Nurture, not nature, could be a larger issue when dealing with the obesity epidemic.
Some scientists say that when mothers eat poorly during pregnancy, they pass along traits to their children that make them more likely to have poor diets and have related health problems.
But a new study in mice by researchers in the Virginia Tech College of Agriculture and Life Sciences and the Edward Via College of Osteopathic Medicine has shown that the environment in which a child lives may be an equal if not stronger force in determining obesity than their mother's diet.
It is the first study of its kind to look at the issue in terms of mimicking a real world environment in which people have the choice between eating fattening foods or healthy low-fat ones. Previous mice studies investigating the role of a mother's diet in offspring obesity have limited the offspring's food choice to only high-fat or low-fat diets, but anyone who has walked past the candy aisle to get to the produce section can tell you that is not an accurate representation of life in America. We are constantly faced with making choices and that's not necessarily a good thing when it comes to obesity.
"We have found that environmental factors are just as important if not more so than a mother's diet when it comes obesity," said George Davis, professor in both the Department of Human Nutrition, Foods, and Exercise and the Department of Agricultural and Applied Economics at Virginia Tech.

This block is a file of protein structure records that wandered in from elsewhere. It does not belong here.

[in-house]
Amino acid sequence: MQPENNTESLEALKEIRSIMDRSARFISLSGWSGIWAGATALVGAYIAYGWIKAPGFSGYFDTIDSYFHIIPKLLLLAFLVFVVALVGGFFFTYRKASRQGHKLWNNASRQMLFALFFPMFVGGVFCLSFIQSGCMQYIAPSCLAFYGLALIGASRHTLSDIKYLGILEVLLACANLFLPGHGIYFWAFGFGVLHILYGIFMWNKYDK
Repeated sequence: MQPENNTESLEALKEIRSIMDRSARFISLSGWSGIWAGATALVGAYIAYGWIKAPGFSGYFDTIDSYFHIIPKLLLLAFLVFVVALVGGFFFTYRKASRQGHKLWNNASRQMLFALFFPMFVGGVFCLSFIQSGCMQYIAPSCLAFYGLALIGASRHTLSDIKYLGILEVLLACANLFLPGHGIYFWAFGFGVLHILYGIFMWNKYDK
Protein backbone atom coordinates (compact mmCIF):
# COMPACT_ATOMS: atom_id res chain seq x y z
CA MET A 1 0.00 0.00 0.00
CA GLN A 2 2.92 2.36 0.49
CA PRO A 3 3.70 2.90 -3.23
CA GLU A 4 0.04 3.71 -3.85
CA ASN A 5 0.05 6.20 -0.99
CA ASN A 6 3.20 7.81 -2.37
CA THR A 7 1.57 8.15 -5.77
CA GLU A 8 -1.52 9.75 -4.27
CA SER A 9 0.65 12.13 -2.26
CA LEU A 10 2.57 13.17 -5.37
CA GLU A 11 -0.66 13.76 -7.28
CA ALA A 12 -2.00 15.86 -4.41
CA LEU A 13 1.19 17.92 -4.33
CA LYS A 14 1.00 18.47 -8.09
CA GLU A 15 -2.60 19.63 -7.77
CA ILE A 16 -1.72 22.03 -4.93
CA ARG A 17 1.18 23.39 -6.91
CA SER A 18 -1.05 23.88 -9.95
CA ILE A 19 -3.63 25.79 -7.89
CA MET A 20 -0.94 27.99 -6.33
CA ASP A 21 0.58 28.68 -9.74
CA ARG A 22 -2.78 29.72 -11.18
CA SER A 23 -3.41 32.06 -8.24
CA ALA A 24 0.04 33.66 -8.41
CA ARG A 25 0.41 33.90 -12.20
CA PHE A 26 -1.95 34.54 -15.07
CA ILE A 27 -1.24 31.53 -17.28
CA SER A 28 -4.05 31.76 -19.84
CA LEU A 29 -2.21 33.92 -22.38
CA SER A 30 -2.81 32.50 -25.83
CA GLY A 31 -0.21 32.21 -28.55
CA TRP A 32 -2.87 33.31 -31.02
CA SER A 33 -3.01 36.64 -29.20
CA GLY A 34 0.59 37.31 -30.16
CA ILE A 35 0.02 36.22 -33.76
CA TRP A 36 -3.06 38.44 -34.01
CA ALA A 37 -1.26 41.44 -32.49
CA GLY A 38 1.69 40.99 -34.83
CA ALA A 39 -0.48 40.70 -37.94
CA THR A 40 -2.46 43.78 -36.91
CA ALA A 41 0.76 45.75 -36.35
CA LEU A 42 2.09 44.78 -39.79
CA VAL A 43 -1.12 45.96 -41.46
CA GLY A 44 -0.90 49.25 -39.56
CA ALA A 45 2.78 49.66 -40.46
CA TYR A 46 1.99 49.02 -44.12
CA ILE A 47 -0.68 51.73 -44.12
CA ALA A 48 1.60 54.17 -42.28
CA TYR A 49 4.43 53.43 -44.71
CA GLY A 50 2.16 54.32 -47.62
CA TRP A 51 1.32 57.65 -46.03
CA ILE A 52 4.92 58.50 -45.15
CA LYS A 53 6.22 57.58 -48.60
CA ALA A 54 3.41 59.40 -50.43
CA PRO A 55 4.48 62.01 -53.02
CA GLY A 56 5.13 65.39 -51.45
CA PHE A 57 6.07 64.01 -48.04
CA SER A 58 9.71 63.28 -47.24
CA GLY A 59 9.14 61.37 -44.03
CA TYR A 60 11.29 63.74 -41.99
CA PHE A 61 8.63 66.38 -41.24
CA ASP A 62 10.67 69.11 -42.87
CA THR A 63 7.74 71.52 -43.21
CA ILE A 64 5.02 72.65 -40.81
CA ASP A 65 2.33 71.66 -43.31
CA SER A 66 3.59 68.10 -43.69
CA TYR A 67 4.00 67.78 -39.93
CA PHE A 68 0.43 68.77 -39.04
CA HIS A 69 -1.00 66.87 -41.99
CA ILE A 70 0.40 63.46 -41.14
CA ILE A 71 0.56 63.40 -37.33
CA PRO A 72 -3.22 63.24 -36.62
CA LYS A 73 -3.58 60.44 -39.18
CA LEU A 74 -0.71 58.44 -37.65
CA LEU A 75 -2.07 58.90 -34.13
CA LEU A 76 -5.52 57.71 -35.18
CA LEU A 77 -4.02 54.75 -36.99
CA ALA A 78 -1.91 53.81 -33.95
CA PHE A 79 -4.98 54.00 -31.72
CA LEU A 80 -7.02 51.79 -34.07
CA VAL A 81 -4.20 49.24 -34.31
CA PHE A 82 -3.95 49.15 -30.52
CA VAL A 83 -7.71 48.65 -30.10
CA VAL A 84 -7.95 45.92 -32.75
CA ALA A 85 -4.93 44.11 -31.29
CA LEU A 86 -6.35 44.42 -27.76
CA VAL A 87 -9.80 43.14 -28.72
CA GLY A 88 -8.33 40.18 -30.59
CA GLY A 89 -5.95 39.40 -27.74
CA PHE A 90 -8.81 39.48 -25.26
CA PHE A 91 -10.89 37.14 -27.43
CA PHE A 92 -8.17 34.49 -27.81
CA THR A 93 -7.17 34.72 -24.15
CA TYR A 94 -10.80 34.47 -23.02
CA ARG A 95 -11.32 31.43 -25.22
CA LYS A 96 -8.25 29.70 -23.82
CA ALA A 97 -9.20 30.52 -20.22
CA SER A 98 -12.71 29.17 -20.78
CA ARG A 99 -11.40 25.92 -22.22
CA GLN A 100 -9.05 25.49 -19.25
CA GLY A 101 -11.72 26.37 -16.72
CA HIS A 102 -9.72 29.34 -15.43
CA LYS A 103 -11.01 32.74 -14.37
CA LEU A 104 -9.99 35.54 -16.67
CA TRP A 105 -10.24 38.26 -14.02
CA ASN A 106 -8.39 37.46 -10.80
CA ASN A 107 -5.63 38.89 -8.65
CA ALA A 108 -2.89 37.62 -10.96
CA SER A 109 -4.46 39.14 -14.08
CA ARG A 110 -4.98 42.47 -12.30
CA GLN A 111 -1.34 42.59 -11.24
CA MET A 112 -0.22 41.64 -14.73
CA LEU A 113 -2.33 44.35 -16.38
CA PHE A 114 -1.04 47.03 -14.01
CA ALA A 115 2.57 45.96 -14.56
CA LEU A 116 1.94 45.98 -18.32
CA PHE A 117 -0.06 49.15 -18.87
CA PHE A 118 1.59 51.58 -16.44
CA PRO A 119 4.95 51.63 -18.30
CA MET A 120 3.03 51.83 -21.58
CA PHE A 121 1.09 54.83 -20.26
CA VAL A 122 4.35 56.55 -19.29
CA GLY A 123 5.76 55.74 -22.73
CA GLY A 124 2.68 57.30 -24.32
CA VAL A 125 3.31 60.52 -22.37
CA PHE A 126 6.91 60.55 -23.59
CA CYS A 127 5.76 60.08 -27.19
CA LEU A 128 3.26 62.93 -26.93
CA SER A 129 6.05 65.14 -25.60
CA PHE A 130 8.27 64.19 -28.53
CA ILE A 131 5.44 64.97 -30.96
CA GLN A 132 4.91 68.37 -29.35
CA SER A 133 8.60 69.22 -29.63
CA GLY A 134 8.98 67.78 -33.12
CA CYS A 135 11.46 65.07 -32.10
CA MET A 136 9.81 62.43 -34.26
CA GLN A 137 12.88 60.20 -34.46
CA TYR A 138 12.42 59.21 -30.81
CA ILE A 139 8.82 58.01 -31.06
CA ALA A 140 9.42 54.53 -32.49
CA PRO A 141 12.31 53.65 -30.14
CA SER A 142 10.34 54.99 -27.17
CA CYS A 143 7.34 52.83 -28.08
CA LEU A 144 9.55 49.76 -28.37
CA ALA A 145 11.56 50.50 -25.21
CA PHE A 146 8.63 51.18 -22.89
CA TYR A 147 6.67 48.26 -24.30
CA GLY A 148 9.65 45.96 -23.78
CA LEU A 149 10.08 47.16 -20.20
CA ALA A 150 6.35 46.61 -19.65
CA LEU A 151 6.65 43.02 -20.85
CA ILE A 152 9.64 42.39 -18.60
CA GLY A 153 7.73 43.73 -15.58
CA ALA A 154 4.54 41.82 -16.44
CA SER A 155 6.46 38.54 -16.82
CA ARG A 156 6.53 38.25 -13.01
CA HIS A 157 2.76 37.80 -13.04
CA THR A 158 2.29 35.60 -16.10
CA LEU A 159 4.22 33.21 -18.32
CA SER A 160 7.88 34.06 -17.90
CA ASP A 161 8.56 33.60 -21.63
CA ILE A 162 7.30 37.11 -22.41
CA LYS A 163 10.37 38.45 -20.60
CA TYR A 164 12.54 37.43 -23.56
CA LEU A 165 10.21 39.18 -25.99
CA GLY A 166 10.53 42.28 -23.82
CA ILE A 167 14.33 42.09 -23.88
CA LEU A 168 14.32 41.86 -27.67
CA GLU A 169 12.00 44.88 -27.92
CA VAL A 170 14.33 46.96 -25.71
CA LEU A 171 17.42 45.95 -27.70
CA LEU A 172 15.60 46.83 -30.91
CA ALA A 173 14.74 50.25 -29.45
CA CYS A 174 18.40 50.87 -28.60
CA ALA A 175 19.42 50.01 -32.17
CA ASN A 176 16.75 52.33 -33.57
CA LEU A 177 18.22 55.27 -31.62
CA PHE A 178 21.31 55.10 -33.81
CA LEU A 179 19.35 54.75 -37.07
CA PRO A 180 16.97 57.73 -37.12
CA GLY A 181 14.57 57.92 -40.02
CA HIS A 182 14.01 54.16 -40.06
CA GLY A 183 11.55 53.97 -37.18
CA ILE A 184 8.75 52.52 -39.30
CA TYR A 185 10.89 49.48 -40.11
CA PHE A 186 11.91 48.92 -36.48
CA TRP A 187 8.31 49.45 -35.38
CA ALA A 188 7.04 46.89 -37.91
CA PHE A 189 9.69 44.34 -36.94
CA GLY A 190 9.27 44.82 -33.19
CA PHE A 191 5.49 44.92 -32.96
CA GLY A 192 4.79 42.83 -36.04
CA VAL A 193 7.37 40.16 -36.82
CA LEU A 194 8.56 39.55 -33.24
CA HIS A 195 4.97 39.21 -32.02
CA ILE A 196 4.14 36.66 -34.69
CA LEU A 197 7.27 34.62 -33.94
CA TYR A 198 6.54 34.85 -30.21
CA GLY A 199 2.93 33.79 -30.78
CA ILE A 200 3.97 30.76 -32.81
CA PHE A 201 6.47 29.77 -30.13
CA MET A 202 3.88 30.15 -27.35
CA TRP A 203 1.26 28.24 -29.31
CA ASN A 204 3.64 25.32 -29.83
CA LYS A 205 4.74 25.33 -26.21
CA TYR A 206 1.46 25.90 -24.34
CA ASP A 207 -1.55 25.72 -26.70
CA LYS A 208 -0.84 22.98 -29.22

In this study, the team had two sets of mothers - those given a high-fat diet, and those given a low-fat diet. The offspring were then given a diet that was high fat, low fat, or one in which they had a choice of foods.
The offspring that had a choice of high- or low-fat foods had an increase in body weight, body fat, and glucose levels. Those on a low fat diet showed no such negative impacts. They did, however, have a higher energy expenditure compared to those on low- or high-fat diets. Essentially, the mice burned more energy as they wandered around and evaluated which food they were going to eat.
But having a choice of either a high-fat or low-fat diet can lead to overeating, the experiment found. It is not unlike if someone had the choice of healthy and fatty foods in a grocery store - they may pick both, which leads to a higher daily fat intake.
Though the study was done on mice, the researchers believe the results are telling and could apply to humans. The authors hint that if low-fat foods are more readily available, or priced competitively with high-fat and unhealthy foods, even babies born to overweight mothers could counter their prenatal environment and avoid being overweight themselves.